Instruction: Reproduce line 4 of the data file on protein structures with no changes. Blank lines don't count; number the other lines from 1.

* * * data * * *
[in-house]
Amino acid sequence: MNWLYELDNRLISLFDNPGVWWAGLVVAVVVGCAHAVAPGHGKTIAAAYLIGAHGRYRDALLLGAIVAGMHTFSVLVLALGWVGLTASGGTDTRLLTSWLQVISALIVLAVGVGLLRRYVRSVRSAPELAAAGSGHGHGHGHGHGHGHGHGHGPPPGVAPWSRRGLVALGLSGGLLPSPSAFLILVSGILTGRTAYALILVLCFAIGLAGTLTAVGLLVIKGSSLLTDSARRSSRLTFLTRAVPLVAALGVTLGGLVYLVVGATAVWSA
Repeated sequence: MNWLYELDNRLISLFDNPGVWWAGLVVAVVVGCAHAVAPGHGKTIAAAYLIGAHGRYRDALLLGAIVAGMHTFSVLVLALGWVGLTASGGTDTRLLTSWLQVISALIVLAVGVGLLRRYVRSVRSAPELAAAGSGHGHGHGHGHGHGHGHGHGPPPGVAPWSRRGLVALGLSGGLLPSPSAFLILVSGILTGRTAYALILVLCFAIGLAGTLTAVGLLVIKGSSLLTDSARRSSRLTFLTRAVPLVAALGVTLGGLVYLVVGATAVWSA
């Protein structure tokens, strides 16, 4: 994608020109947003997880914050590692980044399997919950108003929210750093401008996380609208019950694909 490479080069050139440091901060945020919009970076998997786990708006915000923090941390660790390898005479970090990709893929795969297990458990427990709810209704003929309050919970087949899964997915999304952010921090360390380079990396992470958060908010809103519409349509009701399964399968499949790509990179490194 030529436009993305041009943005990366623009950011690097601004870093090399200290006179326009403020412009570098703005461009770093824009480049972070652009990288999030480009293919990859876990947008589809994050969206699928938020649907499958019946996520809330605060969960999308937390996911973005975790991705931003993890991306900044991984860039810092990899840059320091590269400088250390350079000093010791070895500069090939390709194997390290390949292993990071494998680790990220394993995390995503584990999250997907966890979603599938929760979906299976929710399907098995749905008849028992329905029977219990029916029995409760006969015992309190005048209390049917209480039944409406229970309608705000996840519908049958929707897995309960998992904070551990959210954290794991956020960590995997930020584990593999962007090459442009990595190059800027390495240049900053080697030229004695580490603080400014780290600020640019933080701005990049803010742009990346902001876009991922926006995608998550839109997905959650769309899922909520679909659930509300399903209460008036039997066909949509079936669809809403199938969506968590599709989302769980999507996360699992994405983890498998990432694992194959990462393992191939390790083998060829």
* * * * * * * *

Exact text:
């Protein structure tokens, strides 16, 4: 994608020109947003997880914050590692980044399997919950108003929210750093401008996380609208019950694909 490479080069050139440091901060945020919009970076998997786990708006915000923090941390660790390898005479970090990709893929795969297990458990427990709810209704003929309050919970087949899964997915999304952010921090360390380079990396992470958060908010809103519409349509009701399964399968499949790509990179490194 030529436009993305041009943005990366623009950011690097601004870093090399200290006179326009403020412009570098703005461009770093824009480049972070652009990288999030480009293919990859876990947008589809994050969206699928938020649907499958019946996520809330605060969960999308937390996911973005975790991705931003993890991306900044991984860039810092990899840059320091590269400088250390350079000093010791070895500069090939390709194997390290390949292993990071494998680790990220394993995390995503584990999250997907966890979603599938929760979906299976929710399907098995749905008849028992329905029977219990029916029995409760006969015992309190005048209390049917209480039944409406229970309608705000996840519908049958929707897995309960998992904070551990959210954290794991956020960590995997930020584990593999962007090459442009990595190059800027390495240049900053080697030229004695580490603080400014780290600020640019933080701005990049803010742009990346902001876009991922926006995608998550839109997905959650769309899922909520679909659930509300399903209460008036039997066909949509079936669809809403199938969506968590599709989302769980999507996360699992994405983890498998990432694992194959990462393992191939390790083998060829």